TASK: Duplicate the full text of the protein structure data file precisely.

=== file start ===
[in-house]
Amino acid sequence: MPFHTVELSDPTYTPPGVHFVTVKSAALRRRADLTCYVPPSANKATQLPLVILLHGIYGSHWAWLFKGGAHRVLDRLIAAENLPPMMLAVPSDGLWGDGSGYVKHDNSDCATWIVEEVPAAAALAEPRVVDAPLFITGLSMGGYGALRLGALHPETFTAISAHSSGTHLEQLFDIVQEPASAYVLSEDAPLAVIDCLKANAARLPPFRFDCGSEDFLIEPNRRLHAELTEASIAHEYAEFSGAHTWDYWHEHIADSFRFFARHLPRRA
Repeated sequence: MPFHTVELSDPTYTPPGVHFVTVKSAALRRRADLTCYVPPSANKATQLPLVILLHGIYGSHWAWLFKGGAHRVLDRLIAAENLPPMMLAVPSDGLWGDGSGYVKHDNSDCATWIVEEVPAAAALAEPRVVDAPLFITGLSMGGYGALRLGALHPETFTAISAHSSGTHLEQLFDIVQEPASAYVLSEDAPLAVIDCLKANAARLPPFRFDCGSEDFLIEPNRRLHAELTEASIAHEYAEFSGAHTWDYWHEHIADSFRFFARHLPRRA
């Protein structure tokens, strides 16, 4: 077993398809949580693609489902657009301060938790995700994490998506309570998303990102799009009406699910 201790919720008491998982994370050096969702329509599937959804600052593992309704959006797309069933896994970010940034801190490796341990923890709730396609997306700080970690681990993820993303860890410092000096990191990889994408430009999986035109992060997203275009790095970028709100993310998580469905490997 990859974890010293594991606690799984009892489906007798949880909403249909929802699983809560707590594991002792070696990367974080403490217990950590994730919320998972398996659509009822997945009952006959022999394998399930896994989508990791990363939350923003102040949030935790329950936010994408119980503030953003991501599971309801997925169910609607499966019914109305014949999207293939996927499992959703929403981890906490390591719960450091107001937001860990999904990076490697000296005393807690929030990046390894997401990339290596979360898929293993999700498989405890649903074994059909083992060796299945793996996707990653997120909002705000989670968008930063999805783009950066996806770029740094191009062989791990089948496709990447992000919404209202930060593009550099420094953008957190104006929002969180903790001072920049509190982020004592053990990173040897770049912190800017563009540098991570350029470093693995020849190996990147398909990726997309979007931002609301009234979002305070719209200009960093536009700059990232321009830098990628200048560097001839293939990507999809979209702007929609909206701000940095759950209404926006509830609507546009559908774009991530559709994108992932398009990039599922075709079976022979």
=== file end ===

[in-house]
Amino acid sequence: MPFHTVELSDPTYTPPGVHFVTVKSAALRRRADLTCYVPPSANKATQLPLVILLHGIYGSHWAWLFKGGAHRVLDRLIAAENLPPMMLAVPSDGLWGDGSGYVKHDNSDCATWIVEEVPAAAALAEPRVVDAPLFITGLSMGGYGALRLGALHPETFTAISAHSSGTHLEQLFDIVQEPASAYVLSEDAPLAVIDCLKANAARLPPFRFDCGSEDFLIEPNRRLHAELTEASIAHEYAEFSGAHTWDYWHEHIADSFRFFARHLPRRA
Repeated sequence: MPFHTVELSDPTYTPPGVHFVTVKSAALRRRADLTCYVPPSANKATQLPLVILLHGIYGSHWAWLFKGGAHRVLDRLIAAENLPPMMLAVPSDGLWGDGSGYVKHDNSDCATWIVEEVPAAAALAEPRVVDAPLFITGLSMGGYGALRLGALHPETFTAISAHSSGTHLEQLFDIVQEPASAYVLSEDAPLAVIDCLKANAARLPPFRFDCGSEDFLIEPNRRLHAELTEASIAHEYAEFSGAHTWDYWHEHIADSFRFFARHLPRRA
């Protein structure tokens, strides 16, 4: 077993398809949580693609489902657009301060938790995700994490998506309570998303990102799009009406699910 201790919720008491998982994370050096969702329509599937959804600052593992309704959006797309069933896994970010940034801190490796341990923890709730396609997306700080970690681990993820993303860890410092000096990191990889994408430009999986035109992060997203275009790095970028709100993310998580469905490997 990859974890010293594991606690799984009892489906007798949880909403249909929802699983809560707590594991002792070696990367974080403490217990950590994730919320998972398996659509009822997945009952006959022999394998399930896994989508990791990363939350923003102040949030935790329950936010994408119980503030953003991501599971309801997925169910609607499966019914109305014949999207293939996927499992959703929403981890906490390591719960450091107001937001860990999904990076490697000296005393807690929030990046390894997401990339290596979360898929293993999700498989405890649903074994059909083992060796299945793996996707990653997120909002705000989670968008930063999805783009950066996806770029740094191009062989791990089948496709990447992000919404209202930060593009550099420094953008957190104006929002969180903790001072920049509190982020004592053990990173040897770049912190800017563009540098991570350029470093693995020849190996990147398909990726997309979007931002609301009234979002305070719209200009960093536009700059990232321009830098990628200048560097001839293939990507999809979209702007929609909206701000940095759950209404926006509830609507546009559908774009991530559709994108992932398009990039599922075709079976022979």